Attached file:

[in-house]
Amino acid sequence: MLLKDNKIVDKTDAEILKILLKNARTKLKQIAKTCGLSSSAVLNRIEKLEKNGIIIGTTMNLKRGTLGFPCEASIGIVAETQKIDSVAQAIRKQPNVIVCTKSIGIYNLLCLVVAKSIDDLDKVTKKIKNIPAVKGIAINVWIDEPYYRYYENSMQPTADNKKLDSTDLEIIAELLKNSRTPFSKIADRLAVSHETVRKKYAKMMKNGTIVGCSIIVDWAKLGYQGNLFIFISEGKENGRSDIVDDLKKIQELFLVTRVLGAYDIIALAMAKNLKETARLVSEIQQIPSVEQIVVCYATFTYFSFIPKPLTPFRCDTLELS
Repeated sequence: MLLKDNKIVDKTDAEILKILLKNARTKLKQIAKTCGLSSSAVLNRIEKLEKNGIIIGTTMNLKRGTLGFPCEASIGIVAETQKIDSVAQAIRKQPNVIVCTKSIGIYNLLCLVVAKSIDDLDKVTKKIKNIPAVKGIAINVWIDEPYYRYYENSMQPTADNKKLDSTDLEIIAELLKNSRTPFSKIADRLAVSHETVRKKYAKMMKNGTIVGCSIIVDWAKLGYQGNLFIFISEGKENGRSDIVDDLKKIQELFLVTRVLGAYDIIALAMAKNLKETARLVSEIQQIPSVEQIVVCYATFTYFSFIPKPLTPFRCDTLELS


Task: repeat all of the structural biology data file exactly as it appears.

[in-house]
Amino acid sequence: MLLKDNKIVDKTDAEILKILLKNARTKLKQIAKTCGLSSSAVLNRIEKLEKNGIIIGTTMNLKRGTLGFPCEASIGIVAETQKIDSVAQAIRKQPNVIVCTKSIGIYNLLCLVVAKSIDDLDKVTKKIKNIPAVKGIAINVWIDEPYYRYYENSMQPTADNKKLDSTDLEIIAELLKNSRTPFSKIADRLAVSHETVRKKYAKMMKNGTIVGCSIIVDWAKLGYQGNLFIFISEGKENGRSDIVDDLKKIQELFLVTRVLGAYDIIALAMAKNLKETARLVSEIQQIPSVEQIVVCYATFTYFSFIPKPLTPFRCDTLELS
Repeated sequence: MLLKDNKIVDKTDAEILKILLKNARTKLKQIAKTCGLSSSAVLNRIEKLEKNGIIIGTTMNLKRGTLGFPCEASIGIVAETQKIDSVAQAIRKQPNVIVCTKSIGIYNLLCLVVAKSIDDLDKVTKKIKNIPAVKGIAINVWIDEPYYRYYENSMQPTADNKKLDSTDLEIIAELLKNSRTPFSKIADRLAVSHETVRKKYAKMMKNGTIVGCSIIVDWAKLGYQGNLFIFISEGKENGRSDIVDDLKKIQELFLVTRVLGAYDIIALAMAKNLKETARLVSEIQQIPSVEQIVVCYATFTYFSFIPKPLTPFRCDTLELS